Sports Illustrated model Kate Bock talks insecurities: 'You can always see in another girl something that you wish you had'

Kate Bock has garnered fame as a Sports Illustrated Swimsuit model, but the 24-year-old Canadian pinup admitted to having insecurities over her looks.

“You can always see in another girl something that you wish you had, and I even find it funny: I have model friends and I’ll see them in a certain way, and I’ve always thought like, ‘Oh, she’s so lucky, she has the most amazing, longest legs or the most beautiful eyes’ or whatever it is,” she told Ocean Drive. “And then you end up talking to them and they see something in you. It doesn’t matter who you are; everyone has an insecurity or something they wish was better.”

There were certain models Bock found inspiration from over the years.

“Amber Valletta, Carolyn Murphy — I’m going to name all the blonde, blue-eyed models,” she joked. “But I looked at Sports Illustrated and I still remember thinking they were so beautiful and they got to go to all these exotic places and do Maybelline ads. I remember thinking they were all so glamorous and amazing.”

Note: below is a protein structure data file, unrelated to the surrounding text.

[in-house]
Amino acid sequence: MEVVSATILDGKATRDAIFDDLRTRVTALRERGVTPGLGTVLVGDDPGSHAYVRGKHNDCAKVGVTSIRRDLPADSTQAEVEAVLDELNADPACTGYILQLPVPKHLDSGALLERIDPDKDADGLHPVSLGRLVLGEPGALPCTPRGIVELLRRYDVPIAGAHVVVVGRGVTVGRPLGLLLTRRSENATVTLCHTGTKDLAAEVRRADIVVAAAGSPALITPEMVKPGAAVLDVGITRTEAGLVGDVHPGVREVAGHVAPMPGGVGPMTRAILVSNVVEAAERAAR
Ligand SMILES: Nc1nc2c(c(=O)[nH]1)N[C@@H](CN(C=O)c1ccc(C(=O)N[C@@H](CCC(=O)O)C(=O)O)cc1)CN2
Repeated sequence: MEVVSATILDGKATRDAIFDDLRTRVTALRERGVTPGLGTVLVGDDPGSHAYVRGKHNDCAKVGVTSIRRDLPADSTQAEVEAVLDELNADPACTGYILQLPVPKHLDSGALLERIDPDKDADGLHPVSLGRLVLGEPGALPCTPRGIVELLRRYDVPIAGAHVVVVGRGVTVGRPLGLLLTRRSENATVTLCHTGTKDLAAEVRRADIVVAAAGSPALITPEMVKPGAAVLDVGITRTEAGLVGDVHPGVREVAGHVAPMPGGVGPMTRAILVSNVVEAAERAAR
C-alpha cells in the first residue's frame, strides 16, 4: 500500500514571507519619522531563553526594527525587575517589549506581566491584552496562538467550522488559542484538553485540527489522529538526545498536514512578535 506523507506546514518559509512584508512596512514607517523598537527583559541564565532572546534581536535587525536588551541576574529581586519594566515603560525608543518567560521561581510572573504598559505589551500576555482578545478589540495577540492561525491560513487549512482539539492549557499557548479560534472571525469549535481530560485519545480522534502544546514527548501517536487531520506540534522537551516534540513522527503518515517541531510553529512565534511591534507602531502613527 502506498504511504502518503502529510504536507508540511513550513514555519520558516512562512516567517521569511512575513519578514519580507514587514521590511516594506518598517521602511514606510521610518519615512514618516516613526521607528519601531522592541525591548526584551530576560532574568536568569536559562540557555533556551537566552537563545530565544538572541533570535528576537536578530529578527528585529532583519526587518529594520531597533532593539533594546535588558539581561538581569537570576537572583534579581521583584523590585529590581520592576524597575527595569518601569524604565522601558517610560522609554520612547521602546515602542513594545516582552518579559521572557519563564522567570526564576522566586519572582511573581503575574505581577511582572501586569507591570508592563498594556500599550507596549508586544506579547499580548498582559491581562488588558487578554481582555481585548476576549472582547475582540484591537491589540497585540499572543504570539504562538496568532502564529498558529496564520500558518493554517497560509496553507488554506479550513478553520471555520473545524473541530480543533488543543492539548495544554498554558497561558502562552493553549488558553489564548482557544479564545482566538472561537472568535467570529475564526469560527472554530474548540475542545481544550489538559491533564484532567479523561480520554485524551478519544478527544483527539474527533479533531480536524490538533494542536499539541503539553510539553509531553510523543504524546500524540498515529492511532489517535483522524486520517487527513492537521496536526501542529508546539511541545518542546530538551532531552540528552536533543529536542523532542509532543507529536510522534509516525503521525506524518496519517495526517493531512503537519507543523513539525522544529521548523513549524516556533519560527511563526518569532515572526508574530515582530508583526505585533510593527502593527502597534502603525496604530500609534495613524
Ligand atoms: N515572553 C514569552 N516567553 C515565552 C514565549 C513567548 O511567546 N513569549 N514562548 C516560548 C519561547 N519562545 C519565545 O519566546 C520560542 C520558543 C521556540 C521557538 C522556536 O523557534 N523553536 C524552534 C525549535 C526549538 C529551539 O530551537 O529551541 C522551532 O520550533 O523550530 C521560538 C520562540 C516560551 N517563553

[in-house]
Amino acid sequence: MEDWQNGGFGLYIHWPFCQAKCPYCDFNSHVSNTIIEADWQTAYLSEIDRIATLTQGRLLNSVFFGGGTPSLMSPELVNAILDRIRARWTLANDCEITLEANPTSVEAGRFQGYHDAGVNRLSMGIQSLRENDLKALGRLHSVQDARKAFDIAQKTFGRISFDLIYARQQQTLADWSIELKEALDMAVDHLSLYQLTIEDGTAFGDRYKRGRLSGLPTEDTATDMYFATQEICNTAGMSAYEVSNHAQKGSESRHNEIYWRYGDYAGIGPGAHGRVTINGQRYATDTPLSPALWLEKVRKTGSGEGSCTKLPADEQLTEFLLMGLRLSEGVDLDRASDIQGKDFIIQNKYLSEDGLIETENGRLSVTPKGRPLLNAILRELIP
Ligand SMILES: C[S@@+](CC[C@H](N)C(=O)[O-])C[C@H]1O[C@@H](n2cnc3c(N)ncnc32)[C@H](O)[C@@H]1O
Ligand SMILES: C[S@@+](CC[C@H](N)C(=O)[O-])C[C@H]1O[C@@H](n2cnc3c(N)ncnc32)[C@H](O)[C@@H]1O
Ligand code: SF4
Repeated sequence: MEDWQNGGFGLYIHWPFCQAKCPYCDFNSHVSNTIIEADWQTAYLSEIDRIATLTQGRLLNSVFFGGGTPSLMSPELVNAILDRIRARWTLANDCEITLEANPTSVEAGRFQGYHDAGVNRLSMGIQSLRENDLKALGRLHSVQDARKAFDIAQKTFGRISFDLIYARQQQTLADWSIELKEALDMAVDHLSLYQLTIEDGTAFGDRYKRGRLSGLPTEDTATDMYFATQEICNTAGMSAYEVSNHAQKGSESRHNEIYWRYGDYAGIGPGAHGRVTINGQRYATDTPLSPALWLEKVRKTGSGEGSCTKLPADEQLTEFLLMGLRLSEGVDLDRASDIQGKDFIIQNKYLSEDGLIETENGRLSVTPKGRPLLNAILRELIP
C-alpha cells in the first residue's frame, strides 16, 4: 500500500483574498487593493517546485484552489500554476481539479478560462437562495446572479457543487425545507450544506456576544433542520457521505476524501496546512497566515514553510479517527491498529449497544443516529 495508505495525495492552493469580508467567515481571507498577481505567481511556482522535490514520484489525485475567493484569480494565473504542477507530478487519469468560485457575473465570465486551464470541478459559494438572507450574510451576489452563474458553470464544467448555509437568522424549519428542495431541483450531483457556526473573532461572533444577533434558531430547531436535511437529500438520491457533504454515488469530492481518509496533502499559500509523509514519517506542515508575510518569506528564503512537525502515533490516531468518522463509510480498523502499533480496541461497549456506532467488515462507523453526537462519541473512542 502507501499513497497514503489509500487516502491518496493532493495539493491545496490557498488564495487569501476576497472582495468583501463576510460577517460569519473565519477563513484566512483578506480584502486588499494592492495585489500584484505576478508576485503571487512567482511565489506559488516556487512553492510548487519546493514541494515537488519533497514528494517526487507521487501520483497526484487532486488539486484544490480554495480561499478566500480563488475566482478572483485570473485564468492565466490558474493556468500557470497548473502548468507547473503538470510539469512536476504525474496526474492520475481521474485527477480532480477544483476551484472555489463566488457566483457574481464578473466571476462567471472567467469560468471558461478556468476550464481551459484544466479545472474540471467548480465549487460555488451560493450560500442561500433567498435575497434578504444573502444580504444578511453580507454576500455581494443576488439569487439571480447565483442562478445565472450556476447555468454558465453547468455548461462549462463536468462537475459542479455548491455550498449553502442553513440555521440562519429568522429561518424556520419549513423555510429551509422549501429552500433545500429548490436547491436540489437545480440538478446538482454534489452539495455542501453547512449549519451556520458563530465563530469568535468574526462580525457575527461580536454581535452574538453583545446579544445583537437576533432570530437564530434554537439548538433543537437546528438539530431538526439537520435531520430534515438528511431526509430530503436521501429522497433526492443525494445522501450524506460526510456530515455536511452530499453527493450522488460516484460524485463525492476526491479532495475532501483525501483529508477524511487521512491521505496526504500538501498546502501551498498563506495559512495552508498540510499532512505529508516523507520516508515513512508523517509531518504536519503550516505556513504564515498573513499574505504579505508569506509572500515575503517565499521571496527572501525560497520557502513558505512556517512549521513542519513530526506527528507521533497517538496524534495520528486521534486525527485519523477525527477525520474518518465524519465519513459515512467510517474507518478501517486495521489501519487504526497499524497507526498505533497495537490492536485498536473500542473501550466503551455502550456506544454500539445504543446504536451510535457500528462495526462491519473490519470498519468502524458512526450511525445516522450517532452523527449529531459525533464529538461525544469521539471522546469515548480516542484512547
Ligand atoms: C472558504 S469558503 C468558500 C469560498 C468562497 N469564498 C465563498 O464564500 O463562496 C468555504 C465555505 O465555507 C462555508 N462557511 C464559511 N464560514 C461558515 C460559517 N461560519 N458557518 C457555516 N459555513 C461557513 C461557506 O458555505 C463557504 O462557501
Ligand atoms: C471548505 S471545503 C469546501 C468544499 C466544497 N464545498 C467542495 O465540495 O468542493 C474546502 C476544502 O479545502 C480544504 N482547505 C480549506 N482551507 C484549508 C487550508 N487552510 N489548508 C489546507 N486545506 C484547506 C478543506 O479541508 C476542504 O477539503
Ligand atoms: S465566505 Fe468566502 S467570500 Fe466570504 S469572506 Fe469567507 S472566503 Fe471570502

Bock, who grew up in West Vancouver, was a 12-year-old swimmer when she was spotted by an agent. A week later, she started working with Abercrombie Kids and participating in mall fashion shows. After high school, she moved to Paris where she continued her modeling career.

“Even sometimes now, when my good friends look at a picture they’re like, ‘I can’t picture you doing that. It looks good and you look great, but not like the person that I know or grew up with,’” she explained. “You just kind of slowly, but surely get more comfortable. By now it’s just second nature, but I did not grow up wearing bikinis and practicing any of these poses.”

Bock previously told Fox News that when it comes to shooting lingerie and swimsuits, things can get silly on set — even dangerous.

“I’ve just gotten way more comfortable with just, like, humiliating myself,” she said. “Do whatever it takes… dance in crazy situations, or jump, and twist, or roll around. And you really feel like you look like an idiot, but there’s some moment in there that’s captured, and it works.”

“Also, like, posing on cliffs,” added Bock. “You’re like, ‘If I take one step backwards, I probably will die. But let’s do it!’”